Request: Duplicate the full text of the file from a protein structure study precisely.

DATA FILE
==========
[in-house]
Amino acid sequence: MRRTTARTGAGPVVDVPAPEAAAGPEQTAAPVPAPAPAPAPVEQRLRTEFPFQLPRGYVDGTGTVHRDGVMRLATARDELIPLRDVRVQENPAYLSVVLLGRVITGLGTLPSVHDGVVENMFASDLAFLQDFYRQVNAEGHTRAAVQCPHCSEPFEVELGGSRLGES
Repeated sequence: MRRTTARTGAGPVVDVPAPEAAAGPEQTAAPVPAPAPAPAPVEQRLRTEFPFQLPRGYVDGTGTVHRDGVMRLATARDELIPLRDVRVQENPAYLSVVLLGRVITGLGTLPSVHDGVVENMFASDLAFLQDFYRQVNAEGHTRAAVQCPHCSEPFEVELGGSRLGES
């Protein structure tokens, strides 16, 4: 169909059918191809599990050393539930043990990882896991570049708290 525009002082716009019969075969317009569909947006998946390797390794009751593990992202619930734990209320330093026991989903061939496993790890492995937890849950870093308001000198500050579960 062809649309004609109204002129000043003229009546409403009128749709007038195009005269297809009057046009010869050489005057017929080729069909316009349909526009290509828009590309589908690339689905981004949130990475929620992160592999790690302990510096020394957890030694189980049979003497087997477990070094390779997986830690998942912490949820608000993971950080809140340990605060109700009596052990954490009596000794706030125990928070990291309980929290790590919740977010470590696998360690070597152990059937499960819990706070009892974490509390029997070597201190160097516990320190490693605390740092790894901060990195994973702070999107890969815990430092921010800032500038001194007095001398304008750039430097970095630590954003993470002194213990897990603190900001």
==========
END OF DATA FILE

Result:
[in-house]
Amino acid sequence: MRRTTARTGAGPVVDVPAPEAAAGPEQTAAPVPAPAPAPAPVEQRLRTEFPFQLPRGYVDGTGTVHRDGVMRLATARDELIPLRDVRVQENPAYLSVVLLGRVITGLGTLPSVHDGVVENMFASDLAFLQDFYRQVNAEGHTRAAVQCPHCSEPFEVELGGSRLGES
Repeated sequence: MRRTTARTGAGPVVDVPAPEAAAGPEQTAAPVPAPAPAPAPVEQRLRTEFPFQLPRGYVDGTGTVHRDGVMRLATARDELIPLRDVRVQENPAYLSVVLLGRVITGLGTLPSVHDGVVENMFASDLAFLQDFYRQVNAEGHTRAAVQCPHCSEPFEVELGGSRLGES
């Protein structure tokens, strides 16, 4: 169909059918191809599990050393539930043990990882896991570049708290 525009002082716009019969075969317009569909947006998946390797390794009751593990992202619930734990209320330093026991989903061939496993790890492995937890849950870093308001000198500050579960 062809649309004609109204002129000043003229009546409403009128749709007038195009005269297809009057046009010869050489005057017929080729069909316009349909526009290509828009590309589908690339689905981004949130990475929620992160592999790690302990510096020394957890030694189980049979003497087997477990070094390779997986830690998942912490949820608000993971950080809140340990605060109700009596052990954490009596000794706030125990928070990291309980929290790590919740977010470590696998360690070597152990059937499960819990706070009892974490509390029997070597201190160097516990320190490693605390740092790894901060990195994973702070999107890969815990430092921010800032500038001194007095001398304008750039430097970095630590954003993470002194213990897990603190900001």